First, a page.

A few days ago I learned of this method of applying paint in a swirl pattern which is called hydro dip. I immediately began thinking of trying it out on an nintendo 64 console & the next few steps will show what I did.
Step 1: Prepare the Console for the Dip.
First I dug out an old nintendo 64 console. As you see it's not too exciting with it's stock dull colors. I disassembled each component & removed the motherboard putting it to the side for the time being.
Step 2: Mask Off the Parts & Clean Thoroughly.
After masking off all the parts I did not want paint on I filled my sink with hot water & dishwashing liquid & put all the parts to be dipped in letting them soak. I then scrubbed all the pieces with a dishrag & washed them off. I dried them best I could with a cloth & sit them outside in the sun to dry.Once they dried I used paper towels & rubbing alcohol & q-tips to clean all the parts.
Step 3: Fill the Dipping Tub & Ready the Paint.
As the parts were drying I went ahead & filled a large tote with water. As it was filling I decided what colors I was going to use & got those ready & shaken up. As you can see I used various brands of spray paint.
Step 4: Dipping & Painting the Parts.
I sprayed the paint in the water starting in the center & would spray for maybe 15 seconds before switching to the next color. With each color I'd spray the same spot which pushed the color before out in the water in a sort of ring which is what leads to the swirl pattern being possible. I then spray more areas of paint around the spot I started closer to the edge of the tub the same way I did the center. Once I felt I had enough paint on the water I then used a paint stick to drag through the paint in a circular motion to get a design I liked on top the water. I had the console halves screwed together so as the pattern would go around the entire shell so it would match up. This is why it requires such a large tub. There is quite a lot of surface area so you have to imagine the paint on the water wrapping around the entire shell as you dip it. I wore latex gloves & held the console by the inner part where the av multi out port is normally located & held the shell at a angle as I slowly dipped it into the water. I twisted it a bit as I lowered it to make the colors go a desired direction around the console shell. Once it was completely submerged I slowly swished it around a little & used the paint stick to move the remaining colors on top the water out of the way so I'd have a clean path to pull the shell back out without having to worry about picked up anymore paint. I let the pieces dry in the sun for several hours over a 2 day period. During that time I painted the smaller parts red & let those dry several hours in the sun as well.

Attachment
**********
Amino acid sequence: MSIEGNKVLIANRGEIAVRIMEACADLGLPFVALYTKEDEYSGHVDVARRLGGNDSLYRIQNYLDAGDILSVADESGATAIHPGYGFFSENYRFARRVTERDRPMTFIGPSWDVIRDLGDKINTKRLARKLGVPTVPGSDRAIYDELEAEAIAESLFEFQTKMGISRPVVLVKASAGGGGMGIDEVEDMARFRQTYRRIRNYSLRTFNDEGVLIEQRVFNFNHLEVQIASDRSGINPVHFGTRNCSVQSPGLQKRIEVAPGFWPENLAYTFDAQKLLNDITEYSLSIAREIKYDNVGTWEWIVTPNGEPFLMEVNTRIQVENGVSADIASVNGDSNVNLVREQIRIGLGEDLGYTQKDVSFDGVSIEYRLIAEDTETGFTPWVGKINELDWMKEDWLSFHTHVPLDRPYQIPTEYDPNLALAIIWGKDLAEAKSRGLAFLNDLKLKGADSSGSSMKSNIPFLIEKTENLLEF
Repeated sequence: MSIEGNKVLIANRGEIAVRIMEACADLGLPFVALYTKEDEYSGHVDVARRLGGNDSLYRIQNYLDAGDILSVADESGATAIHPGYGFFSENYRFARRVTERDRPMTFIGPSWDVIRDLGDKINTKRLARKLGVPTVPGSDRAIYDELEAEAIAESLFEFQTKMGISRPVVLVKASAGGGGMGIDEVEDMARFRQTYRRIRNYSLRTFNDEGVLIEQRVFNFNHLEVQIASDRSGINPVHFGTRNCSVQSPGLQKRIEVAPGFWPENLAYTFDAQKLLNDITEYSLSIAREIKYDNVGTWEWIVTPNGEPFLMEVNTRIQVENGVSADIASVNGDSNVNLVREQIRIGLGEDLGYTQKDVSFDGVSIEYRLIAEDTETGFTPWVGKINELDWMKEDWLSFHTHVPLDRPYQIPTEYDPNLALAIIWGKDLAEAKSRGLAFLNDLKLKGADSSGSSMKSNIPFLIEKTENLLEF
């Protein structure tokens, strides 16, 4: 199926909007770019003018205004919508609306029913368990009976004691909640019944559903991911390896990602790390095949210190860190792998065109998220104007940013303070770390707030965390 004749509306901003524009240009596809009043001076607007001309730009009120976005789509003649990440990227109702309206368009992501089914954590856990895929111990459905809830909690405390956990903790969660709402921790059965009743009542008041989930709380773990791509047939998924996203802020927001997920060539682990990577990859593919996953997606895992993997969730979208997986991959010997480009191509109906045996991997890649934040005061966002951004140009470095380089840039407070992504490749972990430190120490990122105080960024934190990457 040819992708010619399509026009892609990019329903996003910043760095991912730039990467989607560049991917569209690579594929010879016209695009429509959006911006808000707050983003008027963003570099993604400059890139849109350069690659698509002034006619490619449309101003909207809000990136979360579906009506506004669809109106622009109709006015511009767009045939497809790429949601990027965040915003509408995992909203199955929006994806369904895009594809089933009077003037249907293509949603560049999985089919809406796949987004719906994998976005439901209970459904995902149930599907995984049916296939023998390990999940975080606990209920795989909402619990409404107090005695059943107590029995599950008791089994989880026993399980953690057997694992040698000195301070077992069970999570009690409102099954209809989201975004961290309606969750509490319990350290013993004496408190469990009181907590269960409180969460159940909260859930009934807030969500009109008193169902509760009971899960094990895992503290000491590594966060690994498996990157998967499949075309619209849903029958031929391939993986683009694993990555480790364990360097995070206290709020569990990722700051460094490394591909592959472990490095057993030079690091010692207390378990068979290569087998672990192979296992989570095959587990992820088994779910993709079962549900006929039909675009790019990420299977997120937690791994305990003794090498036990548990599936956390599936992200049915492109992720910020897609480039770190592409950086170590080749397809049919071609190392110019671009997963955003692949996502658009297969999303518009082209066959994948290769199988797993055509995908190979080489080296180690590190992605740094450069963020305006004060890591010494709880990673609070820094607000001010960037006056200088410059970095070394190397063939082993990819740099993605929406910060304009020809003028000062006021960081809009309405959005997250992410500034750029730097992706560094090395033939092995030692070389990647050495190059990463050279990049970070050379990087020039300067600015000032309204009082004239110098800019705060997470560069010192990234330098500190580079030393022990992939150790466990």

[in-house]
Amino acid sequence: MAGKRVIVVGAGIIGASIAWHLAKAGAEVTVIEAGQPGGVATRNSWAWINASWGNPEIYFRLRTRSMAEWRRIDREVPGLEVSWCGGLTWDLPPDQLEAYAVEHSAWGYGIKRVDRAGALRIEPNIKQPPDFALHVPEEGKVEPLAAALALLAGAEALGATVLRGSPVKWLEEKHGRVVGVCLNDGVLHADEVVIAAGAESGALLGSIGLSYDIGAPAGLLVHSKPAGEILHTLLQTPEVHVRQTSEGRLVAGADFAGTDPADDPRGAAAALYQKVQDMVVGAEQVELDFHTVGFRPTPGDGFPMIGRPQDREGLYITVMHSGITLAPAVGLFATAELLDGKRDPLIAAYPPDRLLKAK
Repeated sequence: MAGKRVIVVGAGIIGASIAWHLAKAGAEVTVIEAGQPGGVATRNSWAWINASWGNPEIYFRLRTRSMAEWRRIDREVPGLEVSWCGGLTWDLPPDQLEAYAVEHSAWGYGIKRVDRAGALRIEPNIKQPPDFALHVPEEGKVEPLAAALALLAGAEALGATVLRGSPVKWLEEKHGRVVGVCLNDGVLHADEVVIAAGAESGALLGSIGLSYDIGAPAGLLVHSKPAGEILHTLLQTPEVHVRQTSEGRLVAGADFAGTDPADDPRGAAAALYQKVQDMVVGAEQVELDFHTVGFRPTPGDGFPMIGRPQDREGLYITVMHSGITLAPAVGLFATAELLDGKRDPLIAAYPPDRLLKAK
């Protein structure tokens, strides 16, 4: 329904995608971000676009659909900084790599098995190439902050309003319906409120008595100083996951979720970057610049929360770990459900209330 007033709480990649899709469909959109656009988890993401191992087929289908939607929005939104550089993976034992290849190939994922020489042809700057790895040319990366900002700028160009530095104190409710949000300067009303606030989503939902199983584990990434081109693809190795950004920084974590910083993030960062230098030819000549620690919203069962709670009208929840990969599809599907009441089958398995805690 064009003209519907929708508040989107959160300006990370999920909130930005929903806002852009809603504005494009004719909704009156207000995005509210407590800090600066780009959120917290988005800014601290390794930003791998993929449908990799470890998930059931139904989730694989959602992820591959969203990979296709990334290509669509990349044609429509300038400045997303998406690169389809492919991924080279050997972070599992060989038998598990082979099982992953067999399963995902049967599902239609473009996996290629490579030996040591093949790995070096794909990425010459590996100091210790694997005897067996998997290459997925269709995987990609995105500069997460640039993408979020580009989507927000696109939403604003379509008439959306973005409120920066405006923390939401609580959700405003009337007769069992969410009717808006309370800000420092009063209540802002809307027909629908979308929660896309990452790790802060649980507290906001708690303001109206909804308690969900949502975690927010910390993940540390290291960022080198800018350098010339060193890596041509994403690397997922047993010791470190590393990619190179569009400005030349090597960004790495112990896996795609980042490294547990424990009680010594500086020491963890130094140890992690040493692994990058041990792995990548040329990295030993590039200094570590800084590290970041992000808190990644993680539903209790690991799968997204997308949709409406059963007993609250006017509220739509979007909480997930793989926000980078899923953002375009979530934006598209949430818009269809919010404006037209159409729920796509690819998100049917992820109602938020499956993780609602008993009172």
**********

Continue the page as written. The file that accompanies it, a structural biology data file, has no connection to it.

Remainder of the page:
Step 5: Masking Off & Painting Controller Ports. Wiring in Led Lights.
During the drying process I masked off the motherboard so I could paint the controller ports. I wanted to be sure not to get paint on the pin connectors inside the ports so I simply cut plastic q-tip tubes to a length where I could slide them over the pins & leave enough sticking out to prevent any spray paint from getting to them. At this time I decided to add 2 red led lights under the upper vent to make it glow red. I used controller port 3 and 4 to power each led by 1st soldering a 100 ohm resistor to the left pin which is the 3.6 volt pin & soldering a ground wire to the right pin. I then soldered the positive leg of the led (the longer leg) to the end of the 100 ohm resistor & the ground wire to the negative leg. I repeated this for the other led & tested to make sure it worked before hot gluing them in place & making sure the shell would fit over all the wires & led's.
Step 6: Reassemble & Enjoy.
The cool thing I like about the swirl is you really never know how it's going to look but you can be sure it will be unique & unlike any other paint job before.I'm pleased with how mine turned out overall especially since it was my 1st attempt at this fascinating painting process. I suggest checking out youtube videos as I did to see the different methods people use to do this. I chose the simplest method because I already had all the stuff I needed without having to go out and buy anything. What I think the most important factors are is the temperature outside (it was around 65 degrees here), the water temperature (water I used was more toward the cool side I'd guess), & using the right amount of paint & do so quickly because the paint tries to film up on top the water if it sits too long. If you are thinking of doing this by all means give it a try. Have fun & good luck.